Excretion and Elimination of Toxicants and their Metabolites

The first topic that was covered by this chapter was the excretion of wastes
by the Renal system. The first step that occurs in the kidney deals with the
nephron, which is the functional unit of the kidney. In the glomerulus the
formation of urine begins with the passive filtration of plasma through the
pores that are found in the glomerulus. The plasma is forced through these pores
by hydrostatic pressure. The only things that determines if a molecule will pass
through the pores of the glomerulus is it\'s molecular weight. The lower the
molecular weight, the easier it will pass through the pores. Another
determining factor will be if a molecule is bound to a large molecule. If this
is true then passage through the pores will be hindered by the size of the
larger molecule.
Reabsorbtion of the many ions, minerals and other nutrients that escaped in
the glomerular filtrate will need to be recovered.. Reabsorbtion begins in the
tubules of the nephron. Anywhere from 65% to 90% of reabsorbtion occurs in
these structures. Active reabsortion is used to recapture glucose, proteins,
amino acids and other nutrients. Water and chloride ions are passively
reabsorbed by the establishment of osmotic and electrochemical gradients. Both
the Loop of Henley and collecting duct are used to establish these osmolar
gradients. The tubule has a brush border that will absorb proteins and
polypeptides through pinocytosis. These molecules are sometimes catabolised and
converted into amino acids. and returned to the blood. Sometimes the
accumulation of these proteins can lead to renal toxicity
A second process that occurs in the tubules is tubular secretion. This is
another mechanism used to excrete solutes. Secretion may be either passive or
active. Secretions include organic bases, which occur in the pars recta of the
proximal tubule. Secretions of weak bases and two weak acids occur passively.
Other mechanisms involves the use of a mechanism that is called ion trapping. At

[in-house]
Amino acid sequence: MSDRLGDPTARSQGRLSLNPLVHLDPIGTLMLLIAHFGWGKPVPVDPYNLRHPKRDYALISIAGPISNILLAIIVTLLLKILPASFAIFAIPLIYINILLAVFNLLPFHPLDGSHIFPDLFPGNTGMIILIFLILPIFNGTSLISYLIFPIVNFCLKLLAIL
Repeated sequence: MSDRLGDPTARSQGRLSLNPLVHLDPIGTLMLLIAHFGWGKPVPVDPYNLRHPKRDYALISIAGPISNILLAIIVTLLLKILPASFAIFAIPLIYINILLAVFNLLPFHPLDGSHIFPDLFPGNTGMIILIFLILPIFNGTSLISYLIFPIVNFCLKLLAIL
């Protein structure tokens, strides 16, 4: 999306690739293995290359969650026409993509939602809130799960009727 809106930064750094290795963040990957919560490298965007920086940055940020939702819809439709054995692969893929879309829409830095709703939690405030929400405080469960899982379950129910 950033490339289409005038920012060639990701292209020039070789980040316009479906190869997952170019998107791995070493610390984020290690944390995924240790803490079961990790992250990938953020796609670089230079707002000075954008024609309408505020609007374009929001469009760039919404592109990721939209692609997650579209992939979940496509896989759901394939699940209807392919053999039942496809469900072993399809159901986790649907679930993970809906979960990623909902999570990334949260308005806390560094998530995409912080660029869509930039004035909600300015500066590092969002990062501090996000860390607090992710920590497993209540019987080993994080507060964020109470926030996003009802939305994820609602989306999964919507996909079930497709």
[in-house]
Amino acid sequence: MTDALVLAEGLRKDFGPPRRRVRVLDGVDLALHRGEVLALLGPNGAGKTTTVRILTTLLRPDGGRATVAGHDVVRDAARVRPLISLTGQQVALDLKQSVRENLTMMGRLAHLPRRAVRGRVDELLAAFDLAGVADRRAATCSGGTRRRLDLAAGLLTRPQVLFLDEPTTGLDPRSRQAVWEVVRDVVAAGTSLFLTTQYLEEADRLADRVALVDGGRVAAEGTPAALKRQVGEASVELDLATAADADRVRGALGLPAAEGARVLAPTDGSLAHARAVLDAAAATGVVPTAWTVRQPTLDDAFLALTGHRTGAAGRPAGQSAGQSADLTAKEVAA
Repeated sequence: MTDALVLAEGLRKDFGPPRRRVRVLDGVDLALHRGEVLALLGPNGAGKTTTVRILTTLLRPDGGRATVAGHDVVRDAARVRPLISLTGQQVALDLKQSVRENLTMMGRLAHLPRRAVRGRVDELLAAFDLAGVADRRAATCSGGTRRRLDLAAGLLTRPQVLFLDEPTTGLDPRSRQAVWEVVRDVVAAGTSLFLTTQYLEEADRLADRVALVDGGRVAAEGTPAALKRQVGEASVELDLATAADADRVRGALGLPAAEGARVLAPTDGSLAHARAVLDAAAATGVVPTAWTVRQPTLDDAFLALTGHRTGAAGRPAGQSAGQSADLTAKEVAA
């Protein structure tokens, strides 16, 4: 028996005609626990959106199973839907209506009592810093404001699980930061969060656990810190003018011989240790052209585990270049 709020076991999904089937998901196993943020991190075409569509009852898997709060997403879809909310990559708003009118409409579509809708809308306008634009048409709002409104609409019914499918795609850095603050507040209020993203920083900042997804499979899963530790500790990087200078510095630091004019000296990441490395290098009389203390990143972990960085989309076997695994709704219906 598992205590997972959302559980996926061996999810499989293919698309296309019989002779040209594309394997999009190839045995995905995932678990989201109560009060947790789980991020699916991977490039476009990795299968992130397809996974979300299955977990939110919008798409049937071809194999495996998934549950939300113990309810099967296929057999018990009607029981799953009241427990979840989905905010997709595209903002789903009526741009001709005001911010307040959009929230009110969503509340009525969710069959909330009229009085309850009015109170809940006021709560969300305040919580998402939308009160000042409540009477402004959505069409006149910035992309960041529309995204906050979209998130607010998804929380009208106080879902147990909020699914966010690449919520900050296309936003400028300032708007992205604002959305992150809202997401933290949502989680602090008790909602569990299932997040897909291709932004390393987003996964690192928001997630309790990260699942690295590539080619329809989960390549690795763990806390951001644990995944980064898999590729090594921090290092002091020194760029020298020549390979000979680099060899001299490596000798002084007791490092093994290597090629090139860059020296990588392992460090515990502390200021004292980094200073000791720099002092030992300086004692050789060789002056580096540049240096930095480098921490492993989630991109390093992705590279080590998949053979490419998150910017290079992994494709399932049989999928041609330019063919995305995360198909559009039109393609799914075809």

a certain pH the compounds are more ionized. Outside of the tubule these
compounds are non-ionized and are lipophilic. Thus they are able to diffuse
across the membranes of the tubule. Once inside, the pH of the tubule will
ionize them and render then unable to pass across the cell membranes.
The removal of xenobiotics is dependant on many factors. First is the
polarity of the xenobiotic. Polar compounds are soluble in the plasma water are
more easily removed by the kidneys through the use of glomerular filtration. The
faster the rate of glomerular filtration , the faster the polar xenobiotics are
eliminated from the body. Other factors that affect the rate of elimination
include: dose of the xenobiotic, the rate pf absorbtion, and the ability to bind
to proteins as well as the polarity of the compound.
In comparison lipophilic compounds will cross the cell membrane with more
ease. Due to their lipohpillic properties they will follow the their
concentration gradient across the membrane of the tubules and are ,therefore,
easily retained by the body. If a lipophilic compound is metabolized to a more
polar state then it is more easily metabolized. Another important factor that
will determine excretion by the kidneys will be the pH of the environment. Those
compounds that are effected by pH will have both an ionized and nonionic form.
When in their nonionized form it will rebsorbed by the tubules and kept their
because of their change to an ionized form.
The liver is the second most important organ that is involved in the removal
of wastes from the body. The primary methood of excretion involvrd the Hepatic
cells of the liver. Both passive and active modes of transport are used.
Bile is excreted by the hepatic cells. It is a concentration of amphipatic
compounds that will aid in the transport of lipids from the small intestine.
Before reaching the small intestine, via the common bile duct, it will be stored
and concentrated in the gall bladder. The bile will then be reabsorbed by a
process known as enterohepatic circulation.
The more lipophilic or nonionized a compound is, the more readily it will be
absorbed. Solubility is another factor that will determine absorbance. The rapid
absorbance of these compounds does not mean that they will not be readily
excreted. Some compounds are readily excreted after absorbtion.
Most toxic xenobiotics are very lipophilic. This means that they will be
easily ablorbed and dispursed among the tissue. Their liphilic characterizations
also means that there excretion in either the urine or bile will be in very
small amounts, unless they are metabolized ito